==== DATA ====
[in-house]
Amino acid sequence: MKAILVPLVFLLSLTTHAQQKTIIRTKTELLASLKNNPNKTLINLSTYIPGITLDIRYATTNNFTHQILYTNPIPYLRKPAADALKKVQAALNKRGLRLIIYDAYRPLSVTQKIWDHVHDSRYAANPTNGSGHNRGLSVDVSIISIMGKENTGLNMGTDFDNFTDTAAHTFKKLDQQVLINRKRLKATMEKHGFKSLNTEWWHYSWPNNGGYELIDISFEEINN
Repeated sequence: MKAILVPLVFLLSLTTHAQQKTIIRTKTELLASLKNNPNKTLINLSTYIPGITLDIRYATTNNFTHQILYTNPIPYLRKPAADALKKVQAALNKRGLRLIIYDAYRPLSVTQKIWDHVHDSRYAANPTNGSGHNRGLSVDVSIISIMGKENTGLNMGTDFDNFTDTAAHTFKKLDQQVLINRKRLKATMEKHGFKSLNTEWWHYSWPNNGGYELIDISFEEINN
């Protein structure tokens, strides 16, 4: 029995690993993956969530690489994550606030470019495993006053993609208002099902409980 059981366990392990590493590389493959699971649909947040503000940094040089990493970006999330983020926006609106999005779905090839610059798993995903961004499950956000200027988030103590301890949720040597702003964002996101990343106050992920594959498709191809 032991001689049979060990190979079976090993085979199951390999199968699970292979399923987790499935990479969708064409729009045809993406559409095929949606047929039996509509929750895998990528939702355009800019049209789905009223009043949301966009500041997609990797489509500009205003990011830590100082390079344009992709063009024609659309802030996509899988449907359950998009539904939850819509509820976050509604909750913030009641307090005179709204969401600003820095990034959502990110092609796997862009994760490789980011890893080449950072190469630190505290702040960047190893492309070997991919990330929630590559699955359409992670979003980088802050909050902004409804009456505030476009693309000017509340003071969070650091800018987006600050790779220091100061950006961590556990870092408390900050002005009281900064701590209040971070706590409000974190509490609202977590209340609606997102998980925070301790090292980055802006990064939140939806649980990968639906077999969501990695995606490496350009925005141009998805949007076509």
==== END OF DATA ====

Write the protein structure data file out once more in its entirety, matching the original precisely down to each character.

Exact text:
[in-house]
Amino acid sequence: MKAILVPLVFLLSLTTHAQQKTIIRTKTELLASLKNNPNKTLINLSTYIPGITLDIRYATTNNFTHQILYTNPIPYLRKPAADALKKVQAALNKRGLRLIIYDAYRPLSVTQKIWDHVHDSRYAANPTNGSGHNRGLSVDVSIISIMGKENTGLNMGTDFDNFTDTAAHTFKKLDQQVLINRKRLKATMEKHGFKSLNTEWWHYSWPNNGGYELIDISFEEINN
Repeated sequence: MKAILVPLVFLLSLTTHAQQKTIIRTKTELLASLKNNPNKTLINLSTYIPGITLDIRYATTNNFTHQILYTNPIPYLRKPAADALKKVQAALNKRGLRLIIYDAYRPLSVTQKIWDHVHDSRYAANPTNGSGHNRGLSVDVSIISIMGKENTGLNMGTDFDNFTDTAAHTFKKLDQQVLINRKRLKATMEKHGFKSLNTEWWHYSWPNNGGYELIDISFEEINN
């Protein structure tokens, strides 16, 4: 029995690993993956969530690489994550606030470019495993006053993609208002099902409980 059981366990392990590493590389493959699971649909947040503000940094040089990493970006999330983020926006609106999005779905090839610059798993995903961004499950956000200027988030103590301890949720040597702003964002996101990343106050992920594959498709191809 032991001689049979060990190979079976090993085979199951390999199968699970292979399923987790499935990479969708064409729009045809993406559409095929949606047929039996509509929750895998990528939702355009800019049209789905009223009043949301966009500041997609990797489509500009205003990011830590100082390079344009992709063009024609659309802030996509899988449907359950998009539904939850819509509820976050509604909750913030009641307090005179709204969401600003820095990034959502990110092609796997862009994760490789980011890893080449950072190469630190505290702040960047190893492309070997991919990330929630590559699955359409992670979003980088802050909050902004409804009456505030476009693309000017509340003071969070650091800018987006600050790779220091100061950006961590556990870092408390900050002005009281900064701590209040971070706590409000974190509490609202977590209340609606997102998980925070301790090292980055802006990064939140939806649980990968639906077999969501990695995606490496350009925005141009998805949007076509």